Over the last decade, it’s no secret that social media has wildly grown and become an essential piece of our daily lives. There are SO many pros to using a social media network, like connecting with friends, co-workers, family, or meeting awesome new friends. We can make connections around the globe and aren’t limited to the people who live in our vicinity. It’s truly a beautiful thing, when used correctly.
For me, Facebook became a site I logged into out of habit and rarely enjoyed my visit. I would endlessly scroll through the timeline and became increasingly annoyed at most of the posts I read. I got to a point where I would log in and think, “Why am I even here?”
Sure, I enjoyed seeing updates from friends and family about their happy lives, but i could no longer tolerate or scroll past the users who would blindly share incorrect information or misleading/fake news stories. I wanted to shake the person posting and scream, “Seriously, it takes 30 seconds to open Google and verify something these days!” I even texted a friend and said those exact words. Their response? They didn’t care or think it was a big deal. I finally reached a breaking point.
I decided to actually do something about it. I couldn’t continue correcting people in the comments (yeah, it’s fine, I was that person…). It was time for me to bid my adieus and bow out gracefully. But that isn’t the answer for everyone!
How do you know a social media detox, whether it’s in the form of deactivation or deletion, is right for you? Start by asking yourself these questions:
- Is this adding joy to my life, or is it simply a way to pass time?
- Would I miss it if I didn’t have it?
- Am I wasting too much time endlessly scrolling through a news feed, only to find myself annoyed or angry at the content I view?
That third question was a big YES for me and that’s how I knew it was time to detox. I ended up deleting my Facebook account in May after having it for 12 years. TWELVE YEARS! I mean, the archive this website had on me was insane (which, to be honest, was a great reason to delete it). I was worried I would have a serious case of FOMO, but I don’t. Sure, I miss connecting with friends and family but deleting has (happily) forced me to make phone calls and send texts/emails to the people I love.
I still have Twitter and Instagram, but I’ve changed my habits on both of those platforms after this detox. I took a small break from posting anything on those networks and even deleted the apps off my iPhone for a couple of weeks. I missed those much more than Facebook, though. It didn’t take long to reinstall those and I didn’t have a sense of dread when I did. I kind of had the “first day of school” feeling — you know, when you’re excited to get back to see all your friends and hear about what they did during the break!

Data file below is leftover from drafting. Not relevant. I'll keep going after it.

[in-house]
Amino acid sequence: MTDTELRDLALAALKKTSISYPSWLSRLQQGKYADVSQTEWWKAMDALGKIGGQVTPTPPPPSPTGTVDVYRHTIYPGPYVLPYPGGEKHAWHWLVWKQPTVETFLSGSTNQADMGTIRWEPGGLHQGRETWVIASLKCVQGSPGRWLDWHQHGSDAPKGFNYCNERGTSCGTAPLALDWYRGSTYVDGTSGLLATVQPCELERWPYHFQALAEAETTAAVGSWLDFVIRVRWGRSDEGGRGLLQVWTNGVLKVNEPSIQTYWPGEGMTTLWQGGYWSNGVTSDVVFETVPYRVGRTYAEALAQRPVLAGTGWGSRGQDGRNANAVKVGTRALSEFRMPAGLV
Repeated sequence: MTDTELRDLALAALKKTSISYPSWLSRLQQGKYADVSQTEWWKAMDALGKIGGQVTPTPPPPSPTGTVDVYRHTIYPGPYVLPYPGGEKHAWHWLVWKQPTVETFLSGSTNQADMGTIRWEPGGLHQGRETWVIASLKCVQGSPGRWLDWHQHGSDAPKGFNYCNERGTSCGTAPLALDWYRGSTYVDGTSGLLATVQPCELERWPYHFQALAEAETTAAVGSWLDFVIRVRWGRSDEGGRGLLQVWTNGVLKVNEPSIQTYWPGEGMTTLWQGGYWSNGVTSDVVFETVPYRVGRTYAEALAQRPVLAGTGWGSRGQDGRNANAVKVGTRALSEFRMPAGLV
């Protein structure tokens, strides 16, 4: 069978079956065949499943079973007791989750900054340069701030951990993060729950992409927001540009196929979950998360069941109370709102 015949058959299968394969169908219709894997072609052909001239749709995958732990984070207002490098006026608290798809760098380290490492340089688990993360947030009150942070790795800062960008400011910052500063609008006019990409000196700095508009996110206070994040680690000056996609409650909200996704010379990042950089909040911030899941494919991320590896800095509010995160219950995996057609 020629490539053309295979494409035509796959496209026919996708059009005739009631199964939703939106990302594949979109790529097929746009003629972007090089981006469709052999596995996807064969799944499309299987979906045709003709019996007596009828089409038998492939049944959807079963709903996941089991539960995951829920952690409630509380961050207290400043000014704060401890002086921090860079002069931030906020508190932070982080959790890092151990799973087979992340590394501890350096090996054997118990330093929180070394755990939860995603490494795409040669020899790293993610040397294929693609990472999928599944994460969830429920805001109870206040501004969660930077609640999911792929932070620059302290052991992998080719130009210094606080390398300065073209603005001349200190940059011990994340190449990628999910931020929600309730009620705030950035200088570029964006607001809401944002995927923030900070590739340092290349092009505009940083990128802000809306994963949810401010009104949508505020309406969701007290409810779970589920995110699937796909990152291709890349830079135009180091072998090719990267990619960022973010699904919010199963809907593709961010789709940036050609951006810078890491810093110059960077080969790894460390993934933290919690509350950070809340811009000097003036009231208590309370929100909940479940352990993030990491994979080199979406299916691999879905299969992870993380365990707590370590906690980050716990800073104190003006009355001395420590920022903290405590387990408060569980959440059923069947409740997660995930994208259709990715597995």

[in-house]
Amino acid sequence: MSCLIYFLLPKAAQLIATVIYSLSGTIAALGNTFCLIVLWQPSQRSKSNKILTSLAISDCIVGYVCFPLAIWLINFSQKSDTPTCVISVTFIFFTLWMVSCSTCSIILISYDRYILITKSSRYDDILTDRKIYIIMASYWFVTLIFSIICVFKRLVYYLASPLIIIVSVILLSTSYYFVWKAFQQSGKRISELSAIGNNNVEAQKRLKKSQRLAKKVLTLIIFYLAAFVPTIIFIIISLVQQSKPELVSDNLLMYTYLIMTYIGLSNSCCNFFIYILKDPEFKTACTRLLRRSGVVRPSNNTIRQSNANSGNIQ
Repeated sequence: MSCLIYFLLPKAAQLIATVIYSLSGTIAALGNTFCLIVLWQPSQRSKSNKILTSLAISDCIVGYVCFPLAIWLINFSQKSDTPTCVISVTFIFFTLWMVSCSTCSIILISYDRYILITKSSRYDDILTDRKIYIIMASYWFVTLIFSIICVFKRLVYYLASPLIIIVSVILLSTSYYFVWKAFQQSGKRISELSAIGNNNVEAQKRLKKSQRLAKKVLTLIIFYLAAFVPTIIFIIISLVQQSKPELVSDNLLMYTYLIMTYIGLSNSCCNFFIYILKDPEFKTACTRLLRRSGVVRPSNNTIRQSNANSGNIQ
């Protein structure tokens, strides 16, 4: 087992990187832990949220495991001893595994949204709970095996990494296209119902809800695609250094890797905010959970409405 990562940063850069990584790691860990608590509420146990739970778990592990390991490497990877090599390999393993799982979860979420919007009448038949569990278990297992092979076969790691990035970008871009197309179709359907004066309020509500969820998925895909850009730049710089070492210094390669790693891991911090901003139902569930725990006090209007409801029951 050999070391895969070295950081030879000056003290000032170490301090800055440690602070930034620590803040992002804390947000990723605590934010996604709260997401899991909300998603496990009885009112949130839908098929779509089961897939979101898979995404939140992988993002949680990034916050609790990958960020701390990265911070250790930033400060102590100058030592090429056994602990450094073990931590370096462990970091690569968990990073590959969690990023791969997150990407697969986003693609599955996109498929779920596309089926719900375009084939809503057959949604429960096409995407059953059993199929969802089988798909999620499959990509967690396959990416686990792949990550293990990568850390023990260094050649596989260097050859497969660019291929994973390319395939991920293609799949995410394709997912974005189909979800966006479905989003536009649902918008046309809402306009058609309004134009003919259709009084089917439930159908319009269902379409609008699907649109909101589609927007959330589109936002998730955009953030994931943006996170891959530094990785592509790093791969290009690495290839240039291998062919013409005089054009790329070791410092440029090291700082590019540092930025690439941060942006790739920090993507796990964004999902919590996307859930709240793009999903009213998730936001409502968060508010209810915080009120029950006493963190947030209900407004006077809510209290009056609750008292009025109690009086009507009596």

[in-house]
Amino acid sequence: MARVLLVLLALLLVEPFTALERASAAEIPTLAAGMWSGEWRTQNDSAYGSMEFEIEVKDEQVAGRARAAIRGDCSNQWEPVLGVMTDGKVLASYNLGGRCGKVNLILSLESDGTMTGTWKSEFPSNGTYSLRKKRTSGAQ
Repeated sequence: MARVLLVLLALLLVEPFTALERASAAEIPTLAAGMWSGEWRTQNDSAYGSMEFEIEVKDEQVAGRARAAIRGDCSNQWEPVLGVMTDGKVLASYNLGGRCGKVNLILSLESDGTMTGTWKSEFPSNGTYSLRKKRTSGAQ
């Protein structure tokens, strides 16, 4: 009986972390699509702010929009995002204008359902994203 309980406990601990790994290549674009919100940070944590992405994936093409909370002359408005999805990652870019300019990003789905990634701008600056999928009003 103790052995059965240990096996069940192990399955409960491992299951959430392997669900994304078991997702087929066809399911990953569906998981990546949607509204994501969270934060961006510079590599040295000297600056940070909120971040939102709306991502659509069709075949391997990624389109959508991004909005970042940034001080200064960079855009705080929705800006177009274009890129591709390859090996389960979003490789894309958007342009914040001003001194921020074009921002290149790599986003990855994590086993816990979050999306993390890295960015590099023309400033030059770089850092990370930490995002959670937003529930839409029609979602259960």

When I decided to end my detox with Twitter and Instagram, the first two questions I mentioned before were now easily answered: yes, these do bring joy to my life (but also to pass time when I am waiting for someone or something), and yes, I did miss it when I didn’t have it. That’s how I knew I took enough time away.
Deleting Facebook was a bigger decision, given I was connected with family and friends. That, and I used Facebook for professional purposes. I help moderate several pages and groups on different networks for the podcasts on which I work, and I simply can’t abandon them. I found a way to work around this and still have a successful detox and/or removal of my main account, but it does require some effort.
- Make a new “burner” account. Create a new, separate profile without any friends or personal details (or what you consider to be the bare minimum of information for your profession).
- Log back into your original account and make that new burner account an admin/editor of all the pages you run. If you work for a company, make sure you clear this with your boss first!
- Log into the new profile and test! Double-check your permissions are correct and that you have access to everything you need.
- Wait a couple of weeks. Make sure you have everything you need from your original account before pulling the plug. Or, just rip off the bandaid – honestly, what’s the worst that can happen?
- Click that delete button! It’ll feel so good, I promise.
Would I detox again? Absolutely. I think it’s healthy to take a break from everything in life every now and again – it’s just like taking a vacation from work. Sometimes you just need to unplug!